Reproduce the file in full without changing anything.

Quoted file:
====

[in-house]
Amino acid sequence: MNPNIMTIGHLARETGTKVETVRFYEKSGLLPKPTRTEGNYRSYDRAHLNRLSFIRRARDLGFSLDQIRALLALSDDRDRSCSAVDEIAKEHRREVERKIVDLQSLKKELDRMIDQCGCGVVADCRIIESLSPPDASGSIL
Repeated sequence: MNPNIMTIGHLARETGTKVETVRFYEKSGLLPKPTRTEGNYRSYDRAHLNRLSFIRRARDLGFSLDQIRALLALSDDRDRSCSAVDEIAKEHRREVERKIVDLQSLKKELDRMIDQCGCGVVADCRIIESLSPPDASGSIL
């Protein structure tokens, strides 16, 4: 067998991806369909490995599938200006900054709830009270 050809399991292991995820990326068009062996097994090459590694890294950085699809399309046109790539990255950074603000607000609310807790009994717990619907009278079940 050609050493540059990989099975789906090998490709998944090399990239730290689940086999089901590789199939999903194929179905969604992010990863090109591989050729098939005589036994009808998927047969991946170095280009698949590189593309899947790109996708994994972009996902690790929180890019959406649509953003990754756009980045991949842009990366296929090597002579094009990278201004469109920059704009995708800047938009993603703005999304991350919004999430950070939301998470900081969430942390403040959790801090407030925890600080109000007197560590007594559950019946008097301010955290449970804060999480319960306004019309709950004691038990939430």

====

[in-house]
Amino acid sequence: MNPNIMTIGHLARETGTKVETVRFYEKSGLLPKPTRTEGNYRSYDRAHLNRLSFIRRARDLGFSLDQIRALLALSDDRDRSCSAVDEIAKEHRREVERKIVDLQSLKKELDRMIDQCGCGVVADCRIIESLSPPDASGSIL
Repeated sequence: MNPNIMTIGHLARETGTKVETVRFYEKSGLLPKPTRTEGNYRSYDRAHLNRLSFIRRARDLGFSLDQIRALLALSDDRDRSCSAVDEIAKEHRREVERKIVDLQSLKKELDRMIDQCGCGVVADCRIIESLSPPDASGSIL
């Protein structure tokens, strides 16, 4: 067998991806369909490995599938200006900054709830009270 050809399991292991995820990326068009062996097994090459590694890294950085699809399309046109790539990255950074603000607000609310807790009994717990619907009278079940 050609050493540059990989099975789906090998490709998944090399990239730290689940086999089901590789199939999903194929179905969604992010990863090109591989050729098939005589036994009808998927047969991946170095280009698949590189593309899947790109996708994994972009996902690790929180890019959406649509953003990754756009980045991949842009990366296929090597002579094009990278201004469109920059704009995708800047938009993603703005999304991350919004999430950070939301998470900081969430942390403040959790801090407030925890600080109000007197560590007594559950019946008097301010955290449970804060999480319960306004019309709950004691038990939430």